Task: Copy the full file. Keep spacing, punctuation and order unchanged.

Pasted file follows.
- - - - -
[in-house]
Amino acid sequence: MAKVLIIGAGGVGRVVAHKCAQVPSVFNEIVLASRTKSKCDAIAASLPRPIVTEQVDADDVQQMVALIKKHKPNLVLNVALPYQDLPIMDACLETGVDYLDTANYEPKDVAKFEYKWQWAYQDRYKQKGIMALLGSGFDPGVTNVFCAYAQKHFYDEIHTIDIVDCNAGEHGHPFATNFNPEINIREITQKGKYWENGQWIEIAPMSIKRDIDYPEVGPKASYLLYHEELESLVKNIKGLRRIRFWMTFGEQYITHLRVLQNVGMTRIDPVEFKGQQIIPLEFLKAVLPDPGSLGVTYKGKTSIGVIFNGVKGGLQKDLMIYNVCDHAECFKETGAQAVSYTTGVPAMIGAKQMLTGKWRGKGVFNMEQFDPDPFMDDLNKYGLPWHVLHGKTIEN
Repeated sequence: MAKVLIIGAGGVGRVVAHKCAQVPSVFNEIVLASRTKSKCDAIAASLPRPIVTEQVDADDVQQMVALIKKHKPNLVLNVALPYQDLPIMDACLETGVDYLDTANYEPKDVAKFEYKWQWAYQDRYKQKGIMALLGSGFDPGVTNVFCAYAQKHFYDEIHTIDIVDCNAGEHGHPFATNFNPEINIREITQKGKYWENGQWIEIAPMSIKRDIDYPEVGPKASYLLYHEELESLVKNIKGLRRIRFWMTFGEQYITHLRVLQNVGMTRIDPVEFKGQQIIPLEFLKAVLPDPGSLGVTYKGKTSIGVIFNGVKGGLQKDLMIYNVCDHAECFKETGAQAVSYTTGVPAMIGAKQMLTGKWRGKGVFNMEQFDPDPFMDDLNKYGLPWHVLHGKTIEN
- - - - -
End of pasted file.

[in-house]
Amino acid sequence: MAKVLIIGAGGVGRVVAHKCAQVPSVFNEIVLASRTKSKCDAIAASLPRPIVTEQVDADDVQQMVALIKKHKPNLVLNVALPYQDLPIMDACLETGVDYLDTANYEPKDVAKFEYKWQWAYQDRYKQKGIMALLGSGFDPGVTNVFCAYAQKHFYDEIHTIDIVDCNAGEHGHPFATNFNPEINIREITQKGKYWENGQWIEIAPMSIKRDIDYPEVGPKASYLLYHEELESLVKNIKGLRRIRFWMTFGEQYITHLRVLQNVGMTRIDPVEFKGQQIIPLEFLKAVLPDPGSLGVTYKGKTSIGVIFNGVKGGLQKDLMIYNVCDHAECFKETGAQAVSYTTGVPAMIGAKQMLTGKWRGKGVFNMEQFDPDPFMDDLNKYGLPWHVLHGKTIEN
Repeated sequence: MAKVLIIGAGGVGRVVAHKCAQVPSVFNEIVLASRTKSKCDAIAASLPRPIVTEQVDADDVQQMVALIKKHKPNLVLNVALPYQDLPIMDACLETGVDYLDTANYEPKDVAKFEYKWQWAYQDRYKQKGIMALLGSGFDPGVTNVFCAYAQKHFYDEIHTIDIVDCNAGEHGHPFATNFNPEINIREITQKGKYWENGQWIEIAPMSIKRDIDYPEVGPKASYLLYHEELESLVKNIKGLRRIRFWMTFGEQYITHLRVLQNVGMTRIDPVEFKGQQIIPLEFLKAVLPDPGSLGVTYKGKTSIGVIFNGVKGGLQKDLMIYNVCDHAECFKETGAQAVSYTTGVPAMIGAKQMLTGKWRGKGVFNMEQFDPDPFMDDLNKYGLPWHVLHGKTIEN